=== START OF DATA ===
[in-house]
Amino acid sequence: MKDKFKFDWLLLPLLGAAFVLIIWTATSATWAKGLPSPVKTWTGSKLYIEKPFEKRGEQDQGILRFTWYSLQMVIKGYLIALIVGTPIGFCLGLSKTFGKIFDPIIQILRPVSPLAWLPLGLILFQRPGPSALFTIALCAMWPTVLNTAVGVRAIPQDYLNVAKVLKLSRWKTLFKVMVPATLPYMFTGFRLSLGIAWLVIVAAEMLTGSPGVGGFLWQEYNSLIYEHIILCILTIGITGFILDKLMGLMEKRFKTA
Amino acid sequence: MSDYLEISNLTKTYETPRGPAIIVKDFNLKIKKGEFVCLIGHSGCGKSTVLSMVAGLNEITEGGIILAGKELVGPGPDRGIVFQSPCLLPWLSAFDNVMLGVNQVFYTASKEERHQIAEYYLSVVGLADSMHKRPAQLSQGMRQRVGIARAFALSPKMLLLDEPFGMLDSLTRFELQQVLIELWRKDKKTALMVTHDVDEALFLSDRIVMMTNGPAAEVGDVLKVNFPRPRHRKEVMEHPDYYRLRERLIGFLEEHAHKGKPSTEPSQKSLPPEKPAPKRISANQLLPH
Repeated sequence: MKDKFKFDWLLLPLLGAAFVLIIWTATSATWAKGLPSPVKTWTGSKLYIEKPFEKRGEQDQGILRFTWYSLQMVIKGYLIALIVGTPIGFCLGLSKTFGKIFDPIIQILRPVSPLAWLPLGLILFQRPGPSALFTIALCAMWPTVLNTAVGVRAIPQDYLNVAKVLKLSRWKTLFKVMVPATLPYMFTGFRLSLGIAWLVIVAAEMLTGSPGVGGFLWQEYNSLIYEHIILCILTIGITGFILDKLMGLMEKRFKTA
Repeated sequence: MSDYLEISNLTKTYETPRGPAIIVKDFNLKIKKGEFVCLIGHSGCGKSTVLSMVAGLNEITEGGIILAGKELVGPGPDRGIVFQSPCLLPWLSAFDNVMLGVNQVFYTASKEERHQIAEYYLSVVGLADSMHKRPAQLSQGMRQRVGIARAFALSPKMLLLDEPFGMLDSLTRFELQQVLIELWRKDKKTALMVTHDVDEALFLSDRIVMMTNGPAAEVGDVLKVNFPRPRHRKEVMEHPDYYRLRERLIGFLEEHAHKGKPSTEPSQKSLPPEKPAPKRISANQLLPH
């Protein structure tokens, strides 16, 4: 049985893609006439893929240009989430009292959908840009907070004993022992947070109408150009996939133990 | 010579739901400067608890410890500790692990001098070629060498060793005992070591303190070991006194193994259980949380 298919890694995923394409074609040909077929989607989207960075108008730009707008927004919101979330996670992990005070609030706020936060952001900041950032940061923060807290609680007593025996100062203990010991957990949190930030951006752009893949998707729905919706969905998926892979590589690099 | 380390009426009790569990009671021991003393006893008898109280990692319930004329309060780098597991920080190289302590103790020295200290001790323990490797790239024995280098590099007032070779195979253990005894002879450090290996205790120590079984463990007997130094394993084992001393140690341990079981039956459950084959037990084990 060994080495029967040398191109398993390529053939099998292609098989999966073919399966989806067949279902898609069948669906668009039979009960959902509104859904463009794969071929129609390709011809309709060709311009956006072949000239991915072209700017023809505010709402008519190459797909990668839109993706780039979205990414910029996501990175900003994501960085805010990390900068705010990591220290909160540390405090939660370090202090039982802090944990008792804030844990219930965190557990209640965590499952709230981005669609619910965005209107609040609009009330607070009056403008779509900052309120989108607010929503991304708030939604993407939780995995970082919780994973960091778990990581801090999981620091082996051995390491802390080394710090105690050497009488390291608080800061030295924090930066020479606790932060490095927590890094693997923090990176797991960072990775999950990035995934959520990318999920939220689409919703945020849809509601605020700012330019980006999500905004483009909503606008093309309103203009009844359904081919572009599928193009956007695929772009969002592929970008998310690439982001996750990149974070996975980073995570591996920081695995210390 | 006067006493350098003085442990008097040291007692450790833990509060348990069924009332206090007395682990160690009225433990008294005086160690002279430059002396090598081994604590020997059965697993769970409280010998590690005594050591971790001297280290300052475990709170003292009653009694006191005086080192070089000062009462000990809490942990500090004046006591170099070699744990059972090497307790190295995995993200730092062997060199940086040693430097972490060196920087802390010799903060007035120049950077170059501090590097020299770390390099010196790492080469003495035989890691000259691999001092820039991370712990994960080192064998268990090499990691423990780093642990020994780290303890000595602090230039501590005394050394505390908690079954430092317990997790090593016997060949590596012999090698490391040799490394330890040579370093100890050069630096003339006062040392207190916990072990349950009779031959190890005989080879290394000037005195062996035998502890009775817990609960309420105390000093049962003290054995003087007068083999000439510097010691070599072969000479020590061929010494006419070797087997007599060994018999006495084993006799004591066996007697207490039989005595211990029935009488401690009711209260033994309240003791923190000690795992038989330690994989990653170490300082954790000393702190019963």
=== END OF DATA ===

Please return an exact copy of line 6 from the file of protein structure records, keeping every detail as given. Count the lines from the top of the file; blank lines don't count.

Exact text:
């Protein structure tokens, strides 16, 4: 049985893609006439893929240009989430009292959908840009907070004993022992947070109408150009996939133990 | 010579739901400067608890410890500790692990001098070629060498060793005992070591303190070991006194193994259980949380 298919890694995923394409074609040909077929989607989207960075108008730009707008927004919101979330996670992990005070609030706020936060952001900041950032940061923060807290609680007593025996100062203990010991957990949190930030951006752009893949998707729905919706969905998926892979590589690099 | 380390009426009790569990009671021991003393006893008898109280990692319930004329309060780098597991920080190289302590103790020295200290001790323990490797790239024995280098590099007032070779195979253990005894002879450090290996205790120590079984463990007997130094394993084992001393140690341990079981039956459950084959037990084990 060994080495029967040398191109398993390529053939099998292609098989999966073919399966989806067949279902898609069948669906668009039979009960959902509104859904463009794969071929129609390709011809309709060709311009956006072949000239991915072209700017023809505010709402008519190459797909990668839109993706780039979205990414910029996501990175900003994501960085805010990390900068705010990591220290909160540390405090939660370090202090039982802090944990008792804030844990219930965190557990209640965590499952709230981005669609619910965005209107609040609009009330607070009056403008779509900052309120989108607010929503991304708030939604993407939780995995970082919780994973960091778990990581801090999981620091082996051995390491802390080394710090105690050497009488390291608080800061030295924090930066020479606790932060490095927590890094693997923090990176797991960072990775999950990035995934959520990318999920939220689409919703945020849809509601605020700012330019980006999500905004483009909503606008093309309103203009009844359904081919572009599928193009956007695929772009969002592929970008998310690439982001996750990149974070996975980073995570591996920081695995210390 | 006067006493350098003085442990008097040291007692450790833990509060348990069924009332206090007395682990160690009225433990008294005086160690002279430059002396090598081994604590020997059965697993769970409280010998590690005594050591971790001297280290300052475990709170003292009653009694006191005086080192070089000062009462000990809490942990500090004046006591170099070699744990059972090497307790190295995995993200730092062997060199940086040693430097972490060196920087802390010799903060007035120049950077170059501090590097020299770390390099010196790492080469003495035989890691000259691999001092820039991370712990994960080192064998268990090499990691423990780093642990020994780290303890000595602090230039501590005394050394505390908690079954430092317990997790090593016997060949590596012999090698490391040799490394330890040579370093100890050069630096003339006062040392207190916990072990349950009779031959190890005989080879290394000037005195062996035998502890009775817990609960309420105390000093049962003290054995003087007068083999000439510097010691070599072969000479020590061929010494006419070797087997007599060994018999006495084993006799004591066996007697207490039989005595211990029935009488401690009711209260033994309240003791923190000690795992038989330690994989990653170490300082954790000393702190019963």